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common name for certain birds of the family Corvidae (crows and jays). The black-billed magpie, Pica pica or P. hudsonia, of W North America has iridescent black plumage, white wing patches and abdomen, and a long wedge-shaped tail. It is altogether about 20 in. (50 cm) long. Magpies build large, domed nests in trees. Nest-building is part of courtship. The female alone incubates the eggs. Magpies destroy other birds' eggs and young, and kill sickly, wounded, or newborn sheep and cows by pecking. They are scavengers, but they also eat harmful insects as well as fruits, berries, and leaves. Their reputation for collecting small, bright objects may be undeserved. Noisy, chattering birds, in captivity they can be taught to imitate some words. The yellow-billed magpie, P. nuttali, is found in the valleys of California. The European magpie, P. pica, is closely related to the American; other species, many of which are not predominantly black and white, are found in Asia and Africa. The Australian magpie, magpie-lark, and magpie shrike belong to a different families, Artamidae, Monarchidae, and Laniidae, respectively. Magpies are classified in the phylum ChordataChordata
, phylum of animals having a notochord, or dorsal stiffening rod, as the chief internal skeletal support at some stage of their development. Most chordates are vertebrates (animals with backbones), but the phylum also includes some small marine invertebrate animals.
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, subphylum Vertebrata, class Aves, order Passeriformes, family Corvidae.
The Columbia Electronic Encyclopedia™ Copyright © 2013, Columbia University Press. Licensed from Columbia University Press. All rights reserved.
The following article is from The Great Soviet Encyclopedia (1979). It might be outdated or ideologically biased.



(Pica pica), a bird of the family Corvidae of the order Passeriformes. The magpie is 45–48 cm long and attains a weight of 250 g. The plumage is white and black, the latter with a strong green or dark blue gloss. The magpie is widely distributed in the Palearctic and northwestern Nearctic. In the USSR it is absent only in desert and tundra regions and in Yakutia and Magadan Oblast. The domed nest is placed in a tree or bush. A clutch contains four to six eggs; the incubation period is 17 days. The magpie wanders widely in winter. The diet consists of insects, small vertebrates, seeds, and carrion. A beneficial species, the magpie consumes injurious insects; on occasion, however, it robs the nests of small birds. Several long-tailed corvids of South Asia are also called magpies: for example, the green magpie (Cissa chinensis), the yellow-billed blue magpie (Urocissa flavirostris), and the azure-winged magpie (Cyanopica cyana).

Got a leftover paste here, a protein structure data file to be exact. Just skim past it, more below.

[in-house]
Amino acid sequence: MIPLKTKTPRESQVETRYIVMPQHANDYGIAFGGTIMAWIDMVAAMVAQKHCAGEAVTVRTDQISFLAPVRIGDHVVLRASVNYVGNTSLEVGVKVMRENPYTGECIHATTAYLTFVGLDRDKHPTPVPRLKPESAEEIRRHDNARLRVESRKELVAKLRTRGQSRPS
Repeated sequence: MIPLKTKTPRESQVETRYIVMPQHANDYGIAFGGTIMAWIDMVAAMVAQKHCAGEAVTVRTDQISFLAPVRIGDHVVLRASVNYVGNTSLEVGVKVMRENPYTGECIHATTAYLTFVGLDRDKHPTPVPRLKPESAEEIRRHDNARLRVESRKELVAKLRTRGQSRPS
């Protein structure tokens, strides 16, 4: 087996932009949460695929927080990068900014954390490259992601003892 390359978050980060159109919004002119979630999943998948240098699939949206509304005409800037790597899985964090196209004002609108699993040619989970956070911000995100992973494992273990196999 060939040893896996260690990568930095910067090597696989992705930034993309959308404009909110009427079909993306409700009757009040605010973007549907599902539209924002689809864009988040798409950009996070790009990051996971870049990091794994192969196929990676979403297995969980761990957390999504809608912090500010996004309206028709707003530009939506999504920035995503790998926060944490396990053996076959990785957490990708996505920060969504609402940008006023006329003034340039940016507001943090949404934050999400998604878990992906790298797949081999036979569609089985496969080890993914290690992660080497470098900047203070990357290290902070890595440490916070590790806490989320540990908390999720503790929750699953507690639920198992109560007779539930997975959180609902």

The Great Soviet Encyclopedia, 3rd Edition (1970-1979). © 2010 The Gale Group, Inc. All rights reserved.


1. any of various passerine birds of the genus Pica, esp P. pica, having a black-and-white plumage, long tail, and a chattering call: family Corvidae (crows, etc.)
2. any of various similar birds of the Australian family Cracticidae
3. any of various other similar or related birds
4. a variety of domestic fancy pigeon typically having black-and-white markings
a. the outmost ring but one on a target
b. a shot that hits this ring
Collins Discovery Encyclopedia, 1st edition © HarperCollins Publishers 2005
References in periodicals archive ?
By pairing the two birds - the pigeon, representing good and the magpie evil, one in the light and the other in the shadow - Ferguson's painting can be seen as a powerful symbolic portrait of humanity in which good and evil are not necessarily in opposition and may exist simultaneously within all of us.
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The murkiness of Magpie's everyday reality and the too-bright sparkle of her fantasy world--where the power of imagination can be as dangerous as a drug--combine to great effect.
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A keeper using a glove puppet imitating a parent feeds baby critically endangered Javan green magpie at the zoo in Prague, Czech Republic, Tuesday, April 17, 2018.
However life for magpie chicks is not all hunky-dory either.
Magpies were, until recently, one of the few species with a circumpolar distribution, found across the Northern Hemisphere.
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PC Ormond from the Magpie Team said: "It's at the main police station in Little Park Street.
When researchers, who were approaching foraging magpies, looked directly at the magpies, the magpies took the decisions faster regardless of whether the final decision was to return to foraging or to fly away and whether the stress or danger perceived by a magpie was low or high.